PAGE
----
Thursday, August 24, 2017

Manual Stimulation: Onyanko Town (Famicom)

My last post focused on Onyanko Town's lovely packaging. This one, as should be obvious (assuming you read the headline above), focuses on that Japanese Famicom game's manual.

Sadly, I can't say I find the Onyanko Town instruction booklet as stunning as its outer box or cartridge label. That's mainly because it's painfully short, but it's also because its small handful of pages tend to be covered in text and little else.

Thankfully, its cover sports a rather nice illustration of the game's main characters. Sure, the art was recycled from Onyanko Town's box front, but that's hardly surprising given we're talking about a 1985 release.

Granted, you could say it's hardly surprising given we're talking about a game, period. I mean, how many games released in recent years come with manuals that feature a unique piece of art?

Things take a bit of a dip once you venture inside the Onyanko Town manual, however. I'm not even sure what information its first page, below, shares with readers, to be honest, but even if it reveals the game's deepest secrets, it would be hard to argue it's anything more than visually boring.

The same is true of the next page, although at least it passes along some important info about the game's controls.

Should you ever play Onyanko Town yourself, here's how things work: your controller's directional pad moves the protagonist (Mirukii), while its A button causes her to jump and its B button prompts her to flip a nearby manhole.

Speaking of Mirukii, she's introduced on the third page of the Onyanko Town instruction booklet, as is her son, Michael (the kitten in the lower-left corner of the scan below), the "nasty dogs" (upper-right) that wander each stage and the fishmonger (lower-left) who chases you if you snatch one of his wares.

Unfortunately, that's all I can share with you about this game's cast of characters, as my understanding of the Japanese language remains limited. I can't imagine the blurbs to the right of their precious, hand-drawn portraits offer up anything interesting, though.

On a far more positive note, I can share with you what's said on the last page of the Onyanko Town manual (see below--and don't forget to click on that scan or any of the others included here if you want a closer look at them). Basically, it educates interested parties as to how many points they'll receive for completing various actions while playing the game

For example, if you cause one "nasty dog" to tumble into an uncovered manhole, you nab 100 points. Two nets you 400 points, and three awards you 800 points. (I'm guessing this is per dog, but don't quote me on that.)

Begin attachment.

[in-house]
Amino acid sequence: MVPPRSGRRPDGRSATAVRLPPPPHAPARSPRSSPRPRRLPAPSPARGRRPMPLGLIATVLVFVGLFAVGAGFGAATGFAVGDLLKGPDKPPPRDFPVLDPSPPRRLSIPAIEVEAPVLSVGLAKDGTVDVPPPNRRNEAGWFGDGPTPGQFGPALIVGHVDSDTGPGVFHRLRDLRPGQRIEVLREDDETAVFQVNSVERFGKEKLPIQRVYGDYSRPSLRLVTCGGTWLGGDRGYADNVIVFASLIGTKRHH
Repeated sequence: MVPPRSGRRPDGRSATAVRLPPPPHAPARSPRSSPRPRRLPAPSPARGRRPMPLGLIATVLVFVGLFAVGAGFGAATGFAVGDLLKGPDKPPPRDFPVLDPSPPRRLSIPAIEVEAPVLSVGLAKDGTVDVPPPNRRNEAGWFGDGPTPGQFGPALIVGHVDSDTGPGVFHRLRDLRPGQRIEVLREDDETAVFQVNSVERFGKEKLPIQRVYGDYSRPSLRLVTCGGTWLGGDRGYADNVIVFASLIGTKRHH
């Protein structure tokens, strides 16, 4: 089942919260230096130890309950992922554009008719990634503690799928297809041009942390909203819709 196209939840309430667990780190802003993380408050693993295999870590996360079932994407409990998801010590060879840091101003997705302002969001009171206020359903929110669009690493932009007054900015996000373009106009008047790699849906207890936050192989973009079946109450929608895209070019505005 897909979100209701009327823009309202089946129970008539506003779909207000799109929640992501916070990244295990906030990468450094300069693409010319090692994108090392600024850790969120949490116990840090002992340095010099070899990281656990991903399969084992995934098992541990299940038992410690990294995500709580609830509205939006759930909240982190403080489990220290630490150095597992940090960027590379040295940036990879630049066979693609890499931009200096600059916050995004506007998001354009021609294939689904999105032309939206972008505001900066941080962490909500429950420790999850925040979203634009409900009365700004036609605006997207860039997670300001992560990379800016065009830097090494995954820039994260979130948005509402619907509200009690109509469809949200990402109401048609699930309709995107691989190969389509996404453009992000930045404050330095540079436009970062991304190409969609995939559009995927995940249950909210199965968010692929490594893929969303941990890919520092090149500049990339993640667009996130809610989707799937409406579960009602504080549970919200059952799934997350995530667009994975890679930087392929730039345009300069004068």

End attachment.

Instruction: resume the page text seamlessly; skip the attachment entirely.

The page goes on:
Also, you earn even more points if you pick up some of the random accoutrements--such as the dress, shoes or ring depicted in the scan above--that pop up while scrambling around each stage.

Like I said earlier, the Onyanko Town instruction booklet isn't exactly amazing. It gets the job done, though, and also offers up some nicely realized illustrations along the way, so it's hard to complain about its ho-hum-ness too loudly.

See also: previous 'Manual Stimulation' posts about the Famicom Disk Writer version of Bubble Bobble, Donkey Kong, Mother (aka EarthBound Beginnings), Super Mario Bros. and Yume Penguin Monogatari

Tuesday, August 22, 2017

Nice Package! (Onyanko Town, Famicom)

I've written about this Japan-only Famicom game a few times before. I first mentioned Onyanko Town last fall in this "Shall We Do It?" write-up after my maiden experience with it. Early this year, I brought it up again in a post about my five favorite Pac-Man clones.

So, why am I covering it once more? Because neither of the aforementioned posts included photos of Onyanko Town's adorable packaging.

By far the most appealing component of this game's packaging is its outer box--or at least that's my opinion on the subject.

I mean, you'd need a heart of stone to dislike the Onyanko Town logo, which is lovingly crafted out of yellow-orange bubble letters. The same is true of the so-cute-it-could-make-you-barf cover illustration that sits beneath that logo.

The characters showcased on the front and back sides of this Famicom game's box are the only ones you encounter while playing it, by the way.

The larger cat on the far right of its cover art, the one grasping a fish, is who you control once the game begins. As for the kitten she's holding with her other paw, that's her baby, Michael. He runs away (or something of the sort) at the start of every level, and then you, as Mirukii, chase after him and drag him back home.

The "nasty dog" depicted in the upper-right corner of the manual page below (see the whole Onyanko Town instruction booklet here) basically serves as this title's version of the ghosts that populate Pac-Man's pellet-riddled screens. A number of them stalk this copycat's levels. Should they catch you or your son, it's game over.

The fishmonger seen in the lower-right corner of the sample manual page above, as well as on the far left of the cart label below, also gives chase if you dare to steal one of his future fillets.

Thankfully, you can get these brutes off your tail by flipping the lids of the manholes that cover Onyanko Town's busy streets and sending them tumbling into their putrid depths.

This evasive action only offers a temporary reprieve, however, so keep that in mind if you ever decide to play Onyanko Town yourself.

With all that out of the way, this 1985 release's packaging is surprisingly nice, wouldn't you agree? Its key art is recycled a bit more than I'd like, I've got to admit, but other than that I personally think it's pretty sweet.

See also: previous 'Nice Package!' posts about the Famicom Disk Writer version of Bubble Bubble, Final Fantasy and Rainbow Islands